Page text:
This causes an expansion in the large intestines, which results in a swollen, bloated stomach.
IBS or IBS-like symptoms
Irritable bowel syndrome (IBS) is a very common disorder which causes a variety of digestive problems.
While the cause of IBS is still unclear, triggers can be avoided. One of these triggers are particular types of carbohydrates also known as FODMAPs (fermentable obligo-, di-, monosaccharides and polyols).
FODMAPs are a collection of short chain carbohydrates and sugar alcohols found in foods naturally or as food additives.
Basically, the problem with FODMAP is the same as with lactose. Food passes through the large intestine undigested, where it gets fermented by bacteria, which leads to gas built-up and bloating.
FODMAP is an acronym that stands for:
- Fermentable – meaning they are broken down (fermented) by bacteria in the large bowel
- Oligosaccharides – "oligo" means "few" and "saccharide" means "sugar". These molecules made up of individual sugars joined together in a chain
- Disaccharides – "di" means two. This is a double sugar molecule.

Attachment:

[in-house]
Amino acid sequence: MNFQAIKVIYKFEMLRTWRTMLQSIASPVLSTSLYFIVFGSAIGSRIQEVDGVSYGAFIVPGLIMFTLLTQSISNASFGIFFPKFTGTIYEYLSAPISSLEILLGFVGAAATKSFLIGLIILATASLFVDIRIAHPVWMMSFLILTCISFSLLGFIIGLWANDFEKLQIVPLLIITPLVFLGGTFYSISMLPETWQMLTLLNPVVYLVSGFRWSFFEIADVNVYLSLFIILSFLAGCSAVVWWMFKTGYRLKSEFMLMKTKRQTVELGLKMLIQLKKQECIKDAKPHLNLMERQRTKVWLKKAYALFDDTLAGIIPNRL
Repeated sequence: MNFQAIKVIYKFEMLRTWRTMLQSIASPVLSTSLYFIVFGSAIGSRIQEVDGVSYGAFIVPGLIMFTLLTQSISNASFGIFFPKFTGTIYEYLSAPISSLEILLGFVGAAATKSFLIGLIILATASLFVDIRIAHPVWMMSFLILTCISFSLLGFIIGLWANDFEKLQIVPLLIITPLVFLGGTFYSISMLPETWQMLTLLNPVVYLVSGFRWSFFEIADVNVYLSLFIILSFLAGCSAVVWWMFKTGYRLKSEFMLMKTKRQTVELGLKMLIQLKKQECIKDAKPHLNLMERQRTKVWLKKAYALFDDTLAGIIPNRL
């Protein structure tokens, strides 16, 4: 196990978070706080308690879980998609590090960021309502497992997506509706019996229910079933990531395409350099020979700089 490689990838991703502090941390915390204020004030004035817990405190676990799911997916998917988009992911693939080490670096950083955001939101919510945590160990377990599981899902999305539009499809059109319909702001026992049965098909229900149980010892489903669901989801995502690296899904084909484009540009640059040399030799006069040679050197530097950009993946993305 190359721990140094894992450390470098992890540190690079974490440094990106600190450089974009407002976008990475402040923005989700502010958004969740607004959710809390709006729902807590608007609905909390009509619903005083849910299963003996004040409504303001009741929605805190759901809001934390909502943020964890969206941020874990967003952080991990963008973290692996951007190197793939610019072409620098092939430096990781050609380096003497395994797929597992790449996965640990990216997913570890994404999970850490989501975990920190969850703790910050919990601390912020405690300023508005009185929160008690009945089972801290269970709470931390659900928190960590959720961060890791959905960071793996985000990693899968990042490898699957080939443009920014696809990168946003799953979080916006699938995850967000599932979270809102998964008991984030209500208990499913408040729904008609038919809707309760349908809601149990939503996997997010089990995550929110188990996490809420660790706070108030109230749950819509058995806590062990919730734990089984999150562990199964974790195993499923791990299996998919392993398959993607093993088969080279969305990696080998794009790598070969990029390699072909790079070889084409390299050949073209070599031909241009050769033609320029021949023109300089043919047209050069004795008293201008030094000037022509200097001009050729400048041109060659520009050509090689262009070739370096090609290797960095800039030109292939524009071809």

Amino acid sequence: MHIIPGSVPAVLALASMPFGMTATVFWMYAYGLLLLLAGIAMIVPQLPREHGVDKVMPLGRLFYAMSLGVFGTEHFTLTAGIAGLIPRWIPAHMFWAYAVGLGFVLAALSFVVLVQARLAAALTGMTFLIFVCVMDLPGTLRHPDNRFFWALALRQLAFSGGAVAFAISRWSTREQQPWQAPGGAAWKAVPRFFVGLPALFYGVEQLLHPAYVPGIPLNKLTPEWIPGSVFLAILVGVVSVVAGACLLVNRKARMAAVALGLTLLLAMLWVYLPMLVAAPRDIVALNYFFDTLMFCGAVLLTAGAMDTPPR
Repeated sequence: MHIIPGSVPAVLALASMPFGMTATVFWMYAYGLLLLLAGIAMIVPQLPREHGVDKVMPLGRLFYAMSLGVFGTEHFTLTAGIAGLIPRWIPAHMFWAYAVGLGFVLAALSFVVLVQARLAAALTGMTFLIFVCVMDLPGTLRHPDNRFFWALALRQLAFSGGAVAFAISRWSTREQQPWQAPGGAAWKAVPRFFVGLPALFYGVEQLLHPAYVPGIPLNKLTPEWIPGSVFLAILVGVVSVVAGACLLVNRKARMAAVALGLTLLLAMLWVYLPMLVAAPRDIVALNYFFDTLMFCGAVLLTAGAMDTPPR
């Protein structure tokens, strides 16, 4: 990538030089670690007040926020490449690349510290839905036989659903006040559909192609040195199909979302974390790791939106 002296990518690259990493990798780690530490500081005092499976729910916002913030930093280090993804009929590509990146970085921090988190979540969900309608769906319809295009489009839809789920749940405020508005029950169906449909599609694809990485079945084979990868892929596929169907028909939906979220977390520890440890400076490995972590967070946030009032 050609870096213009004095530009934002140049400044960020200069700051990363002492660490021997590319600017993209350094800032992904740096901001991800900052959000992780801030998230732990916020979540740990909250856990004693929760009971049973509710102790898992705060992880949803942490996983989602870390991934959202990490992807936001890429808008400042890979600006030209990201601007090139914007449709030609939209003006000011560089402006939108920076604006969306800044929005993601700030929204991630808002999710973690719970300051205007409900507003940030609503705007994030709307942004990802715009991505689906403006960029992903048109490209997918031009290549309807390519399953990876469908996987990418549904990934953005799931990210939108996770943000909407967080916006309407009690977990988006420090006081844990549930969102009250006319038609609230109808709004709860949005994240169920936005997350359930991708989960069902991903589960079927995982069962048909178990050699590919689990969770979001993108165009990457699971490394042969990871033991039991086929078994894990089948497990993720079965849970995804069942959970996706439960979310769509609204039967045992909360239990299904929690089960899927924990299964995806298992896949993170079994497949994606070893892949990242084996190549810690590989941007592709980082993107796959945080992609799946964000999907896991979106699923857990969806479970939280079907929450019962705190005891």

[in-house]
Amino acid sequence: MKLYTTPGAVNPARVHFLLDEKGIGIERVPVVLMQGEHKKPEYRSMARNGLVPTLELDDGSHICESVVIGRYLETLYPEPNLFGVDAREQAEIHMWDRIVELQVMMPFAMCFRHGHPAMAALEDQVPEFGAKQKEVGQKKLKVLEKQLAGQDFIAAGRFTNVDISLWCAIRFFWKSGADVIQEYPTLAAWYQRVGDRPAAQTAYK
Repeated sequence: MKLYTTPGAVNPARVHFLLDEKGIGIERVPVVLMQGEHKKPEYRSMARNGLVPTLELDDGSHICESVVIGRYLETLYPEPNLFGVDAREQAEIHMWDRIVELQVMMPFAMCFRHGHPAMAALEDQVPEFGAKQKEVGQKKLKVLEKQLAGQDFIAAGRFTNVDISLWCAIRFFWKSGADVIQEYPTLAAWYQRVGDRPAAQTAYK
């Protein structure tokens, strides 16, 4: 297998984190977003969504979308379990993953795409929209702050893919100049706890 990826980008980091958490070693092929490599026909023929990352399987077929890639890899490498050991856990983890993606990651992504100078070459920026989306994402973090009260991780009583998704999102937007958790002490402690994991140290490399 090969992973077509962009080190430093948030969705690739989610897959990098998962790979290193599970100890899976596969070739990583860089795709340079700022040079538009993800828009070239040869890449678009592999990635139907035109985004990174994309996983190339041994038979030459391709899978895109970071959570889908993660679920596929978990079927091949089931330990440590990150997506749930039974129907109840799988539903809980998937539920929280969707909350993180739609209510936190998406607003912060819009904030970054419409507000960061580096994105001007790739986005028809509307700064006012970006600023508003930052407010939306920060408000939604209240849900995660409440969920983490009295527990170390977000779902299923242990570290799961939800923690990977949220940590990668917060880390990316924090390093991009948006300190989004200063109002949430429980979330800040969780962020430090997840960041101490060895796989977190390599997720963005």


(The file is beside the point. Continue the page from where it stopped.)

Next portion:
- Monosaccharides – "mono" means single. This is a single-sugar molecule.
- Polyols – these are sugar alcohols (however don't lead to intoxication!)
Fun fact: What most people think is a gluten sensitivity is in truth a FODMAP sensitivity.
Many women know too well about the bloat. Hormone levels can fluctuate in women of all ages, and also in men. However, hormonal imbalances most commonly occur during the menstruation, throughout pregnancy or as one approaches the menopause.
One reason is the changing levels of the hormone progesterone, which slows down the digestive process, making one feel more constipated, bloated, and gassy. In addition, when estrogen is high, women seem to retain more water, which can be confused with bloating.
Furthermore, when a woman approaches the menopause, the hormone estrogen begins to fluctuate. The result can be water retention, gas and bloat.